Oct 18,2017 at RTI International
Our next RTSUG meeting will be held Oct 18,2017
at RTI International
Join us for an afternoon of networking and learning!WHEN:
Wednesday, Oct 18th,2017 from 2:30 PM to 5:00 PMWHERE:
RTI International, 3040 Cornwallis Rd,RTP NC 27709ROOM:
Cox Building - Multipurpose Room
We look forward to seeing you at the meeting,
please reserve your seat at this event RSVP
|2:30 - 2:45PM
||Sign in and network
|2:45 - 2:50PM
||Welcome – Annette Green – RTI International
|2:50 - 3:00PM
||Upcoming SESUG Information – Jason Brinkley
|3:00 - 3:20PM
||(includes 5 minutes for questions)
Presenter: David Wilson, Ph.D. Authors: David Wilson, Annette M. Green, Karen Terminiello
|3:25 - 3:45PM
||(Includes 5 minutes for questions)
Presenter: Rita Thissen Authors: Susan Myers, Inga Allred, M. Rita Thissen Title: Migrating from PC-SAS to SAS-Grid on Linux
|3:45 - 4:05PM
||(Includes 5 minutes for questions)
Presenter: Kim Chantala Authors: Kim Chantala, Jean Robinson, Helen Smith Title: A Software Toolkit for Data Management
|4:05 - 4:15PM
|4:15 - 5:00PM
||GatherIQ Presented by I-Sah Hsieh, SAS
David Wilson, Annette M. Green, Karen Terminiello
Getting on SAS Grid, Our Journey (Will be presented in the Planning/Support/Administration Section of SESUG)
RTI International made the move from PC and server-based SAS to SAS Grid this past year. The decision to move to the Grid was based on cost over time,scalability - allowing room for growth, centralization of SAS administration, improved performance, and a highly available environment. This paper willfocus on how the overall transition occurred from the decision to move to SAS Grid to getting 400+ SAS users successfully transitioned within a 12-monthperiod on both the Federal Information Processing Standard (FIPS) Low (limited adverse effect) and FIPS Moderate (serious adverse effect) environments. Theprocess included getting sponsorship from the business units and IT, identifying an implementation partner, forming stake-holder teams, gatheringrequirements and designing the system, establish a plan and timeline for communication, implementation, training, and roll-out. Along the way, weaddressed challenges in our environment: which platform to use, moving from Windows to Linux, FIPS mod requirements that impacted the architecture of thesystem, user response to the transition, regional users and data housed at regional offices, as well as legacy code that required modification due to themove to SAS Grid. Some unexpected positive items to come out of the transition included more collaboration between SAS programmers across the business unitswhich continue after the transition was completed and overall knowledge of what SAS programmers throughout the company utilize in their project specific code. As we transition from implementation to operational mode as a company that utilizes SAS Grid, our previous project technical advisory team has become aGrid advisory committee, a cross-functional team that continues to emphasize the business needs of the analytical community as well as improve ourrelationship with SAS and leverage the latest features SAS offers. We hope sharing our experience and lesson-learned will be valuable to others considering the transition to SAS Grid.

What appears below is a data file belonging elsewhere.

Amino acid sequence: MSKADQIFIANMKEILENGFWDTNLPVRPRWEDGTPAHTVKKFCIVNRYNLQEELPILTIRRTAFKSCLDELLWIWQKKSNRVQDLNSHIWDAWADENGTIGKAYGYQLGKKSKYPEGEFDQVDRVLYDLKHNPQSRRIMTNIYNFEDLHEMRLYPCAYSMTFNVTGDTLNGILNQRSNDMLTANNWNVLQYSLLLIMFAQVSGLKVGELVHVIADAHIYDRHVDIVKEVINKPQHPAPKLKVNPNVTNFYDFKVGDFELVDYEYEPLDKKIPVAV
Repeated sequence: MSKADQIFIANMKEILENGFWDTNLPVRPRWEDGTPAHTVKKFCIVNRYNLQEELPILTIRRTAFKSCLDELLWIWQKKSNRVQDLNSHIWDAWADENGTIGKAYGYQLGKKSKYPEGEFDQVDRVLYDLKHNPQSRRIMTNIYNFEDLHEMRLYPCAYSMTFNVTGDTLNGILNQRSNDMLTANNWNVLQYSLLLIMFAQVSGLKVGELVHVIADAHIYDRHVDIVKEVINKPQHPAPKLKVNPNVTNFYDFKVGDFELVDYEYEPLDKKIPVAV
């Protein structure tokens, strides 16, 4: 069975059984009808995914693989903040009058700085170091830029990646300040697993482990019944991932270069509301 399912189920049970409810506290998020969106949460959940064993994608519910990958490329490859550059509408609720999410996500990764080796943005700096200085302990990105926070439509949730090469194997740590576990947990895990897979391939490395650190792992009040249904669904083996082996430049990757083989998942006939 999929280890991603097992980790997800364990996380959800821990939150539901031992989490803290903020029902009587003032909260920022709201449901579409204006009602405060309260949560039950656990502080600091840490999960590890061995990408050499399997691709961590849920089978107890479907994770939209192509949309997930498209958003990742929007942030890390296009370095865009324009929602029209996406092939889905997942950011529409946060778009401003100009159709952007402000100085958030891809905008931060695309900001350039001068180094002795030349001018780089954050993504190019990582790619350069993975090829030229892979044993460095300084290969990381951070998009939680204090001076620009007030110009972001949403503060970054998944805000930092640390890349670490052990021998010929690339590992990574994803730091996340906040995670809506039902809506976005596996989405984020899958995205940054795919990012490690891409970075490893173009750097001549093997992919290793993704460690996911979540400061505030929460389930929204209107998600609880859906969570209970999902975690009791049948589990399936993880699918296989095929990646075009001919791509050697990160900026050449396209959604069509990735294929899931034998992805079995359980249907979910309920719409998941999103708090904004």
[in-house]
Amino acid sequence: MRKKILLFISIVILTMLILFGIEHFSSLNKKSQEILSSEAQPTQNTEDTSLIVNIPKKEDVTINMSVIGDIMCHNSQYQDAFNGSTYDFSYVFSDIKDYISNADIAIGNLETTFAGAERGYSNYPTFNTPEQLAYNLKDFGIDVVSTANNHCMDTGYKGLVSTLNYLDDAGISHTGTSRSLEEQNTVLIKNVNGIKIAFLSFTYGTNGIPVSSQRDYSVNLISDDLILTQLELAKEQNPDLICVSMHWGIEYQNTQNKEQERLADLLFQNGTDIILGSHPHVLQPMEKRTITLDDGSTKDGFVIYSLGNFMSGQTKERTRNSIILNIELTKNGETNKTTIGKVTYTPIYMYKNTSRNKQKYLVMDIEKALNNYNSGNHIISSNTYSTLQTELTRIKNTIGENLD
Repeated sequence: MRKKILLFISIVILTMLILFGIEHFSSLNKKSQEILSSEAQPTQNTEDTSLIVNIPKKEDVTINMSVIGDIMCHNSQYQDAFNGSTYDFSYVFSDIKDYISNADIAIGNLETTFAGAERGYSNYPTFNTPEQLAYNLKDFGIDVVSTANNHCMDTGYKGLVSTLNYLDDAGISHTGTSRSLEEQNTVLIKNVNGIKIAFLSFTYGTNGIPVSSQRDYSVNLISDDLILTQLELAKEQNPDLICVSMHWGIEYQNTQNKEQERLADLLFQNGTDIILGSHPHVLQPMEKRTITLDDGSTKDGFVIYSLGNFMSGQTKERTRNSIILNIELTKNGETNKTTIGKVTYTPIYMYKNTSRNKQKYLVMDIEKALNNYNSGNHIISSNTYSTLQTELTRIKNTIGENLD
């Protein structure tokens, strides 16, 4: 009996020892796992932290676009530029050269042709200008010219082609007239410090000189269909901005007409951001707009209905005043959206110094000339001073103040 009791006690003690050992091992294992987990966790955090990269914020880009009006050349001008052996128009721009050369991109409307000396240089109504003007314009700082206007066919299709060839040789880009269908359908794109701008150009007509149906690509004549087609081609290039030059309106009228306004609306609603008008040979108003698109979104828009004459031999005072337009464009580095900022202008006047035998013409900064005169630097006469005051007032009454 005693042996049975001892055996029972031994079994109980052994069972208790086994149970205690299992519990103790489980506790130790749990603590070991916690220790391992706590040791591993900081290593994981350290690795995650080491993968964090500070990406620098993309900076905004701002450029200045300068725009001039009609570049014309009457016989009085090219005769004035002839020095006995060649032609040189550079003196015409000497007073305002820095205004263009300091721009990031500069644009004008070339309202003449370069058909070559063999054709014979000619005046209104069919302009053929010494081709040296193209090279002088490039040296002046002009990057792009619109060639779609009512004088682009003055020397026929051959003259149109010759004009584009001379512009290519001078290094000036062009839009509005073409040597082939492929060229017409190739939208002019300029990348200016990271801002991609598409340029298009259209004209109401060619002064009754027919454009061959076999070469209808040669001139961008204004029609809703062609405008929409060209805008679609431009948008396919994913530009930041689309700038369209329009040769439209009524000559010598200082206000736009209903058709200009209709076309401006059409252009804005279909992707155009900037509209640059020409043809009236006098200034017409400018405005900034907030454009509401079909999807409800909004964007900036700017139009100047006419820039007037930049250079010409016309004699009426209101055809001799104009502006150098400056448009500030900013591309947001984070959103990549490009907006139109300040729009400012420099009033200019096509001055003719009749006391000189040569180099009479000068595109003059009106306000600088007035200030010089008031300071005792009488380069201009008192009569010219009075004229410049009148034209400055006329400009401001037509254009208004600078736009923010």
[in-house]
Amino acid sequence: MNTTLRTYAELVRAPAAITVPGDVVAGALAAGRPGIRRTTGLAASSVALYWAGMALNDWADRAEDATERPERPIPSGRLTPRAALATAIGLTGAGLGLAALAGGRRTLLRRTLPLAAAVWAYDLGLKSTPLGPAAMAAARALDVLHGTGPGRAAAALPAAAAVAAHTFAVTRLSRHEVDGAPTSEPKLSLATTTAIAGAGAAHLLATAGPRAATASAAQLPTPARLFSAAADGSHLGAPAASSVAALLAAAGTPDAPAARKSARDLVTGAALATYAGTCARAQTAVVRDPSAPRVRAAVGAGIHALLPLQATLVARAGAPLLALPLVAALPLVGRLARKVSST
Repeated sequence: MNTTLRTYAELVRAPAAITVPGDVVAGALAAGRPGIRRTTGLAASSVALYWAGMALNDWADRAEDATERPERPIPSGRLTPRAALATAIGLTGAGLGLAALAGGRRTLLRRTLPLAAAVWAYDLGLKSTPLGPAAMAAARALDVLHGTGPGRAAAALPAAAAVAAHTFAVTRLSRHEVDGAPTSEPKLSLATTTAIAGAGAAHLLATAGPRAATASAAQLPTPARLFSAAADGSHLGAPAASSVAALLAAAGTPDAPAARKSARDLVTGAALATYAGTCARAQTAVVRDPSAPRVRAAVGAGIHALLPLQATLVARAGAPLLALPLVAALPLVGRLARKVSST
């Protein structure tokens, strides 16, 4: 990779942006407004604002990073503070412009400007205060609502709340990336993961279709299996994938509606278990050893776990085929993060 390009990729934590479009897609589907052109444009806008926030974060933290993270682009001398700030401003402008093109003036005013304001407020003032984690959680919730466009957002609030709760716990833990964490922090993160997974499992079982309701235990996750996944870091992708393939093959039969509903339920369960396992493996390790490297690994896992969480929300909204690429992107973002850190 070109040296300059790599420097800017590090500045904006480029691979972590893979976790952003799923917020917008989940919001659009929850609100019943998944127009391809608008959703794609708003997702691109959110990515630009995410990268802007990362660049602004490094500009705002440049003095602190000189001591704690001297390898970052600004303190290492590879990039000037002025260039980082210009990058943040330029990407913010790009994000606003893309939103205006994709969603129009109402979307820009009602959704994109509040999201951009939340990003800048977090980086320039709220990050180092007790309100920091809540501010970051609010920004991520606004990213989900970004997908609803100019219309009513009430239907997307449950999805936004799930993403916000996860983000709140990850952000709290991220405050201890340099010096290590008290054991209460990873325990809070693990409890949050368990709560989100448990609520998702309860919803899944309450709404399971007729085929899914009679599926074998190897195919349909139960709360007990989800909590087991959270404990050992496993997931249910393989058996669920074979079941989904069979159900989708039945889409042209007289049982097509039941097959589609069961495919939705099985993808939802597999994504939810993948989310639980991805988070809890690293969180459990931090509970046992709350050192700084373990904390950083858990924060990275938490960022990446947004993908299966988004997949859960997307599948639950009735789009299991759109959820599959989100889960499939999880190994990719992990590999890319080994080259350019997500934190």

Susan Myers, Inga Allred, M. Rita Thissen
Migrating from PC-SAS to SAS-Grid on Linux